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  • Writer's pictureLindsey Nickel

Ego Out!

At a meeting with a colleague the other day, I was asked an insightful question, “How did you manage the strong personalities that surely emerged during board meetings at your agency, especially when you were planning to resign?” My colleague was referring to the time in my career when I transitioned to a full-time consultant from being a founder of an agency that I led for 16 years. As founder and executive director, it was my place to offer my recommendations, (but ultimately it was the board’s role to decide) how to fill the leadership gap once I resigned and, as gracefully as possible, galloped off into the sunset.

I think my gut reply to the question focused on how, after accomplishing what I had originally set out to do decades earlier, I was pretty satisfied with the results. I knew intrinsically that it was time for the community to embrace the importance of sustaining the services and programs we had developed over time. I think I also said that I arrived at a point where I did not really care what people thought of me. And even though there is some partial truth to that statement, the fact is that I do care what my colleagues think of me and my leadership style. I believe good leaders absorb the helpful and purposeful critiques, and learn, over time, how to discard the caddy noise.

I also stated to my friend that long ago, around the time I turned 40, I coached myself into taking my ego out of as many work situations as possible. This may be the aftereffects of raising a spirited toddler, or maybe years of implementing pivot praises to adults who are creatively brilliant yet have deep-seeded behavioral challenges due to their developmental disability. Taking my ego out became a coveted survival technique.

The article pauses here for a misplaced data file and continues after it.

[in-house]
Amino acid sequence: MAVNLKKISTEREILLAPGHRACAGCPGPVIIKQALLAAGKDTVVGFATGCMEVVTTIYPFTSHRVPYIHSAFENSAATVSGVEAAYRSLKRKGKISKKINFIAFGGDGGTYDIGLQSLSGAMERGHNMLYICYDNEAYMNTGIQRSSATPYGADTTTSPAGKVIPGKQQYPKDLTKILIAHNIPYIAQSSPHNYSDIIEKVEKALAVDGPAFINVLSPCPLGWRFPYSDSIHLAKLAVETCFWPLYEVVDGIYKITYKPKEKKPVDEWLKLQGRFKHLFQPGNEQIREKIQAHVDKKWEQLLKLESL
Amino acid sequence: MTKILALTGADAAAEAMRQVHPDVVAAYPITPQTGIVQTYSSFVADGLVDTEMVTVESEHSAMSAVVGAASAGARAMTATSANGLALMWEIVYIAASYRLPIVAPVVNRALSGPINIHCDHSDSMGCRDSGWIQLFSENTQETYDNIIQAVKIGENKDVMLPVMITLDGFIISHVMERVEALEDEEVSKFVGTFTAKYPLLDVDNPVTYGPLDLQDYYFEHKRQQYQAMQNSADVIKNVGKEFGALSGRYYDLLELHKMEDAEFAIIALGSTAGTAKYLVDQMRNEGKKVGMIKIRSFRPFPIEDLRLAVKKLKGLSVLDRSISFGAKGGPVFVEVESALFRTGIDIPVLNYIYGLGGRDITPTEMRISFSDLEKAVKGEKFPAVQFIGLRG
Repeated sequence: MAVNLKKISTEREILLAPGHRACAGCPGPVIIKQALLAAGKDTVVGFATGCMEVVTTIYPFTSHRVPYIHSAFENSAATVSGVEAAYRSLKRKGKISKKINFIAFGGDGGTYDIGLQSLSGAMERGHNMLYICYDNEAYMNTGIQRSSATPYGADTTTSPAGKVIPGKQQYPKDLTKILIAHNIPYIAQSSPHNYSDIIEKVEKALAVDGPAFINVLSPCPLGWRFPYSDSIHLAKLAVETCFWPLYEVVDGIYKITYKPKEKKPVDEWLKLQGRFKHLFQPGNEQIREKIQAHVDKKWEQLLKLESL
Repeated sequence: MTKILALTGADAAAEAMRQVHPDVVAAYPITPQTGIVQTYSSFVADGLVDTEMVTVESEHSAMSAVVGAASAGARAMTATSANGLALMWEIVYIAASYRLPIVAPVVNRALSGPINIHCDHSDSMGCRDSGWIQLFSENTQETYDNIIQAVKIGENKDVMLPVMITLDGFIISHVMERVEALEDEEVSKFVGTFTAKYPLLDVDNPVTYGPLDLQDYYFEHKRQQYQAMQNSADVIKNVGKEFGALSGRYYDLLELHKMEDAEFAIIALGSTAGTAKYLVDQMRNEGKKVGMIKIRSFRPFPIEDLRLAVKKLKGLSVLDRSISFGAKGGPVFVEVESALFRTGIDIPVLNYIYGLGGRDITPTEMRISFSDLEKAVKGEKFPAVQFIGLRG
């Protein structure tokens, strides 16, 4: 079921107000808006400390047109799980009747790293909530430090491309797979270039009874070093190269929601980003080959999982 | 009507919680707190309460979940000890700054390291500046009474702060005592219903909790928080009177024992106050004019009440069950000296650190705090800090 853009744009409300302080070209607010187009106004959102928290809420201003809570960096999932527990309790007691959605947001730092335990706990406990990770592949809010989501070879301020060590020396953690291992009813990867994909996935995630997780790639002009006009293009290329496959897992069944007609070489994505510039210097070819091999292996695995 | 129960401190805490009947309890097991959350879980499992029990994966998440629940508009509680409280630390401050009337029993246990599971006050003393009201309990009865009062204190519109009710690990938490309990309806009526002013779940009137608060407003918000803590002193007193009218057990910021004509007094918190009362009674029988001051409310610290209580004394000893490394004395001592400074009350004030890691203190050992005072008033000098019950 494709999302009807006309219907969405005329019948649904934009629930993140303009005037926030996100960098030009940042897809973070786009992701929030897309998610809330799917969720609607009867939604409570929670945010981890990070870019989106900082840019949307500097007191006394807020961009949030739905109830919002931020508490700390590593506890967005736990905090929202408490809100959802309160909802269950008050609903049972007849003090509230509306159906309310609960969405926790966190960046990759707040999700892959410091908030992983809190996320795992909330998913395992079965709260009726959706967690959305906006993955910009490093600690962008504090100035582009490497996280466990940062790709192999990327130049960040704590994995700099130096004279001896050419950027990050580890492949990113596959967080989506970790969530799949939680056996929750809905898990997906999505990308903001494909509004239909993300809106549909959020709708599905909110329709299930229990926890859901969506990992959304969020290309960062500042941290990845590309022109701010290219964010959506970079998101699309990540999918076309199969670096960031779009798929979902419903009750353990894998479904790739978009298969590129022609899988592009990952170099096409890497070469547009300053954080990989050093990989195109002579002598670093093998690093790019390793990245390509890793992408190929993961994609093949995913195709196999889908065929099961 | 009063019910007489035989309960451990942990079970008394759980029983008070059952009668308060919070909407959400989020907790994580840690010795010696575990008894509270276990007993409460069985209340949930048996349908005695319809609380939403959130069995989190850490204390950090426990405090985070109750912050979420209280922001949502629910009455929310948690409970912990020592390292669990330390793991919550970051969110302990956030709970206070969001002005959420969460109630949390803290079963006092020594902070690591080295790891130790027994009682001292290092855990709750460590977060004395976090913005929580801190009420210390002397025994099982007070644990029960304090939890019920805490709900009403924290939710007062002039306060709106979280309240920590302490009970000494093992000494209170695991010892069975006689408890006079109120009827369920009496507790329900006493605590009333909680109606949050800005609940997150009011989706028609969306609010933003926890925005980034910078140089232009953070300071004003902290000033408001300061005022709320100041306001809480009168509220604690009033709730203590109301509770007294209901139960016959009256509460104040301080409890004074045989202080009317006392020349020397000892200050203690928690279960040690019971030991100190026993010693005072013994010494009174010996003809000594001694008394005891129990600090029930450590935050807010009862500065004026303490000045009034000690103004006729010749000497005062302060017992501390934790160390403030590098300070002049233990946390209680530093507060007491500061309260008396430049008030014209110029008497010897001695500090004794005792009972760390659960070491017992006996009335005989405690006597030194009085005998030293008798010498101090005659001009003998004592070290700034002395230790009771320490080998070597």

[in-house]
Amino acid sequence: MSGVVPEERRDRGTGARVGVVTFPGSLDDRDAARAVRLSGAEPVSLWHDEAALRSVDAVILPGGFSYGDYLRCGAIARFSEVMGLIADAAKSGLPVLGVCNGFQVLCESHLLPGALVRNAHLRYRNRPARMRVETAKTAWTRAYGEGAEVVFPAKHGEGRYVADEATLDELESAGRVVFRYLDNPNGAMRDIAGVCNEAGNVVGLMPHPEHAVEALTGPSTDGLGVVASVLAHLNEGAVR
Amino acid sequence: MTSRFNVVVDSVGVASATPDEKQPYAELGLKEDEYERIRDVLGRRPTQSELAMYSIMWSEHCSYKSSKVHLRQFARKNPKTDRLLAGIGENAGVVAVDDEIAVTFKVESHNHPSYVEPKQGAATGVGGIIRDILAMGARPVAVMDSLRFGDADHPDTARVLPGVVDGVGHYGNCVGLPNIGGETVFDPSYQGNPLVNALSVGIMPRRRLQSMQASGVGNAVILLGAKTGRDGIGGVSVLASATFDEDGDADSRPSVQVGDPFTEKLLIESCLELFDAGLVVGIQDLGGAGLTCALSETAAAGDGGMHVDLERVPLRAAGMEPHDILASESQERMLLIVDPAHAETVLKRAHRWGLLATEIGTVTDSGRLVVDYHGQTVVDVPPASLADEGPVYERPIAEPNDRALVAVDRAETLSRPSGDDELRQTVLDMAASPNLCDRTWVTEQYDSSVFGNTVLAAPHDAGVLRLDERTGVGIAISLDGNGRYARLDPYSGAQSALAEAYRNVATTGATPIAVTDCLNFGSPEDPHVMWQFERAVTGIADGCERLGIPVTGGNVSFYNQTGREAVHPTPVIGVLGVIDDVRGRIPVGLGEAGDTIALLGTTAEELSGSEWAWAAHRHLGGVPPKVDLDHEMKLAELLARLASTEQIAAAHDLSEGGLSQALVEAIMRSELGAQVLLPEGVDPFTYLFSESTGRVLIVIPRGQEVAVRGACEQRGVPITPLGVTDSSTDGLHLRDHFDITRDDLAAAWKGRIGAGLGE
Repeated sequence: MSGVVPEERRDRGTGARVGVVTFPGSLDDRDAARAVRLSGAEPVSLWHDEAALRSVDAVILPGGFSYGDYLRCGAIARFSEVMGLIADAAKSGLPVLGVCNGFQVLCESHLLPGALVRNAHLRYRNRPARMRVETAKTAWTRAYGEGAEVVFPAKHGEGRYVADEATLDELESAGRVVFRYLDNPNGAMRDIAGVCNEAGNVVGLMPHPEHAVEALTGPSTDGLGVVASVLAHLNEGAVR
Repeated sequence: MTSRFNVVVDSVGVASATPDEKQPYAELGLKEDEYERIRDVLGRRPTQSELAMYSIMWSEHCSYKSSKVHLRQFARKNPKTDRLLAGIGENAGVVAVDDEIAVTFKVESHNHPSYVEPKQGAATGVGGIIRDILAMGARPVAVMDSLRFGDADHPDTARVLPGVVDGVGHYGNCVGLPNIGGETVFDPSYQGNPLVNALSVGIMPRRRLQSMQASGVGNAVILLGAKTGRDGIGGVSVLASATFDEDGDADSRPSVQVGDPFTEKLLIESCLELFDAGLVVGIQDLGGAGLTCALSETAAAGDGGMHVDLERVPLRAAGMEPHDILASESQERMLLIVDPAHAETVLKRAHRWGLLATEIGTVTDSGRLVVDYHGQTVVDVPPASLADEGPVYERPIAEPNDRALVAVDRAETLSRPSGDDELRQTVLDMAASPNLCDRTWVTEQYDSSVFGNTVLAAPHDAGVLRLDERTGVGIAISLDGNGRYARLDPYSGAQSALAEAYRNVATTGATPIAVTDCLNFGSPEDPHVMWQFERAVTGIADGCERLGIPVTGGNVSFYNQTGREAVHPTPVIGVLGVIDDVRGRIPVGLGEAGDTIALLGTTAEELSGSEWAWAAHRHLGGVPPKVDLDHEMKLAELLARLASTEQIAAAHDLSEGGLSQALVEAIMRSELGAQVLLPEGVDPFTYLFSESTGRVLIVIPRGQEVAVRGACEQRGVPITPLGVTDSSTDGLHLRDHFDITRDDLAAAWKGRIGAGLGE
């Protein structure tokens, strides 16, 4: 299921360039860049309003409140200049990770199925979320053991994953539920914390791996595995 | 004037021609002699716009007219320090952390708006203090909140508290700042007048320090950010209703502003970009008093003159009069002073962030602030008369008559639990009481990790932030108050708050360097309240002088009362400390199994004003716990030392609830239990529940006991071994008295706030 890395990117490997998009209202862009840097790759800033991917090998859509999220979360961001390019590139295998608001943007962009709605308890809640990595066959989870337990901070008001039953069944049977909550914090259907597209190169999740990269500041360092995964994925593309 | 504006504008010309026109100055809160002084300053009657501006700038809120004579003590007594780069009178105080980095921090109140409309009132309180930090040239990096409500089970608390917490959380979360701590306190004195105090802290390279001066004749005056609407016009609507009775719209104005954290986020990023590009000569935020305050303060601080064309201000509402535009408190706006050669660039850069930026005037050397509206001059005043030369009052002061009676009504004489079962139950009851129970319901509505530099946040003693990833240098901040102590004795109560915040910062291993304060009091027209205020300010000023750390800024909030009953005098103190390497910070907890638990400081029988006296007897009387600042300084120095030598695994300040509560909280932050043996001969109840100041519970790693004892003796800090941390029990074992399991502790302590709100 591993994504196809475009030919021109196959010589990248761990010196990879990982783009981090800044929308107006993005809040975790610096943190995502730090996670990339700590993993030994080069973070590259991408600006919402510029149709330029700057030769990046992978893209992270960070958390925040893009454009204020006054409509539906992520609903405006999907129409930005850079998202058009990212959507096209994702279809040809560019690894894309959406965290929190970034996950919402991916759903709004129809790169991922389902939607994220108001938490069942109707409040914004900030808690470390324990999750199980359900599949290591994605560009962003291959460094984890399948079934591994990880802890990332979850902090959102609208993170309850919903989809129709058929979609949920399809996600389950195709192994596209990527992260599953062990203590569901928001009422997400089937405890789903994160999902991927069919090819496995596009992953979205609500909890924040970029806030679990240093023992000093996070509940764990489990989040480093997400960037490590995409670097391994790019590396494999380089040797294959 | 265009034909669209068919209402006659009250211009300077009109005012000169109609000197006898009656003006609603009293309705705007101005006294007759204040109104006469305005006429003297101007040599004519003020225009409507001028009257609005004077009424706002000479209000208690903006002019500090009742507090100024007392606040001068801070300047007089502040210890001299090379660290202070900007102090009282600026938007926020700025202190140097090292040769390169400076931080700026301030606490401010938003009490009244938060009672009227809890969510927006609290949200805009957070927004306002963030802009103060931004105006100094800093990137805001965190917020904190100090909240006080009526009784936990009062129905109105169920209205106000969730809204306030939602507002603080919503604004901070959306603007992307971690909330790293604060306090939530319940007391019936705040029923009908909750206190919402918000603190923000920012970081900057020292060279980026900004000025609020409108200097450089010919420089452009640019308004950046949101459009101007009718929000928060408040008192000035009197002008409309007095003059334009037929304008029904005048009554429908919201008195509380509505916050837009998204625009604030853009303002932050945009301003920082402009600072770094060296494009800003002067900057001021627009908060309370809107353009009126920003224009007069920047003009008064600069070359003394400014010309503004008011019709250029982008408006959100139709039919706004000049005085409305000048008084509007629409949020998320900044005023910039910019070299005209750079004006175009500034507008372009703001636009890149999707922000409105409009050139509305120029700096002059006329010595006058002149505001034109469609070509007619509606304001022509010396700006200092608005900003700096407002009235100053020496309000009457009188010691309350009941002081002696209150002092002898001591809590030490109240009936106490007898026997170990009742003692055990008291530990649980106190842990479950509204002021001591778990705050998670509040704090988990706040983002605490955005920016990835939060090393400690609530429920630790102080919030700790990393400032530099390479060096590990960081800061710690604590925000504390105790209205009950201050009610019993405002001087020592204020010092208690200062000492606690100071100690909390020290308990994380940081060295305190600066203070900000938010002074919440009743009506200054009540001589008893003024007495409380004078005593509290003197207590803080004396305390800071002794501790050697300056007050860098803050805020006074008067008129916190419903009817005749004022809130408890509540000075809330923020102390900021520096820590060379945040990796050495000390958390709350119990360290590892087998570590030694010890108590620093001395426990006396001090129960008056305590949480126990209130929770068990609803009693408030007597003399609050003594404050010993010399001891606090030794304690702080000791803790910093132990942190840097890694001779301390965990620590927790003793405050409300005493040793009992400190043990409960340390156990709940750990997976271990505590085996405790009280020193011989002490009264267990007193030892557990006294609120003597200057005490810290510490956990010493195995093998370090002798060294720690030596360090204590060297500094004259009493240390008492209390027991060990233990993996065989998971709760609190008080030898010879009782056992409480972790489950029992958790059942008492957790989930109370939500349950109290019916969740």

Non-profit, community service work should be about the people and the communities who are the beneficiaries of the effort. Every day I tried to make that my focus. Sure, personalities came into the mixture and steered me off course sometimes, but in the end, it was about the beneficiaries.

Selena Roe, a phenomenal Behavioral Analyst who I miss interacting with on a regular basis and who I loved working with, often told me “Grace, catch em’ doing something good!” Selena was so incredible, and helped our team solve so many issues over the years that you would often hear me say “What would Selena do?”

Navigating the non-profit wide world of personalities is tricky and can sometimes be exhausting. But it can also be enthralling and sing-it-from-the-rooftops amazing when things go right and you experience the exciting results of your hard labor. So, to my colleague who did not get the full extent of my answer to her question the other day, I’d like to retract my original response and say “I tried when I could to catch em’ doing something good, to praise their dedication, to put the focus on the beneficiaries and to discard the caddy noise.” 

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